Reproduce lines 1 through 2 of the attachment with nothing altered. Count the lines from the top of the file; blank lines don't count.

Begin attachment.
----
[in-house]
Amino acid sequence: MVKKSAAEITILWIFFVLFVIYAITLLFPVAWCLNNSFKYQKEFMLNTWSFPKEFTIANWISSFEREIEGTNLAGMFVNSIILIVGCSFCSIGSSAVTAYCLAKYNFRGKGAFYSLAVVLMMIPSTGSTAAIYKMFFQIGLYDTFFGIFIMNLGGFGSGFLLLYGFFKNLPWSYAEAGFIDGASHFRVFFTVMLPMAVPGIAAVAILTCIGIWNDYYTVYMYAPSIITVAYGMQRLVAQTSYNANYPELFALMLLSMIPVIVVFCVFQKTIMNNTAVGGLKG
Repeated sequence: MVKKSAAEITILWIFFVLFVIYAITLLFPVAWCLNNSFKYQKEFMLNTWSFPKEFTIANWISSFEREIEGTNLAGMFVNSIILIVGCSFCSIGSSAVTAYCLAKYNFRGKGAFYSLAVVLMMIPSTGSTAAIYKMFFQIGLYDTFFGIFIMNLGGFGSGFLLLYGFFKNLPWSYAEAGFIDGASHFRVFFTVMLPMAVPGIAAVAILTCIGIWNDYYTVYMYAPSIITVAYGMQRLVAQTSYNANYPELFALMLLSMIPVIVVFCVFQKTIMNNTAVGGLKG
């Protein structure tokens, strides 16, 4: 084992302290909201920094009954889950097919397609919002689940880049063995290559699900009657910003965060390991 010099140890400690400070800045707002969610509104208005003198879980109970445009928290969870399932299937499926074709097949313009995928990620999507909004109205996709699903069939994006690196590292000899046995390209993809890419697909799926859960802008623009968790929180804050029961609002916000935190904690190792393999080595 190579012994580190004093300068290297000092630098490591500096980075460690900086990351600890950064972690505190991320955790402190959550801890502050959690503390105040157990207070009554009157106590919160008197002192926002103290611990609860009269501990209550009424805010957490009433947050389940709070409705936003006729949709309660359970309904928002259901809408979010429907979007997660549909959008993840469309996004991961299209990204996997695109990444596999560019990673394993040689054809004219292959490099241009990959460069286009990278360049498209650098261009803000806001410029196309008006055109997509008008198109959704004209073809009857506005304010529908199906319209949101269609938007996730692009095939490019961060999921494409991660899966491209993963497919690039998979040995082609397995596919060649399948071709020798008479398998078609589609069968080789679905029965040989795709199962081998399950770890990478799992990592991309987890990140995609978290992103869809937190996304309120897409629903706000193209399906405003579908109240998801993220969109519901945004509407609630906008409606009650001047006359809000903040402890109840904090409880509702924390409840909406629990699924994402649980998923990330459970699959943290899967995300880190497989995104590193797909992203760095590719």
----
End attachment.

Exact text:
[in-house]
Amino acid sequence: MVKKSAAEITILWIFFVLFVIYAITLLFPVAWCLNNSFKYQKEFMLNTWSFPKEFTIANWISSFEREIEGTNLAGMFVNSIILIVGCSFCSIGSSAVTAYCLAKYNFRGKGAFYSLAVVLMMIPSTGSTAAIYKMFFQIGLYDTFFGIFIMNLGGFGSGFLLLYGFFKNLPWSYAEAGFIDGASHFRVFFTVMLPMAVPGIAAVAILTCIGIWNDYYTVYMYAPSIITVAYGMQRLVAQTSYNANYPELFALMLLSMIPVIVVFCVFQKTIMNNTAVGGLKG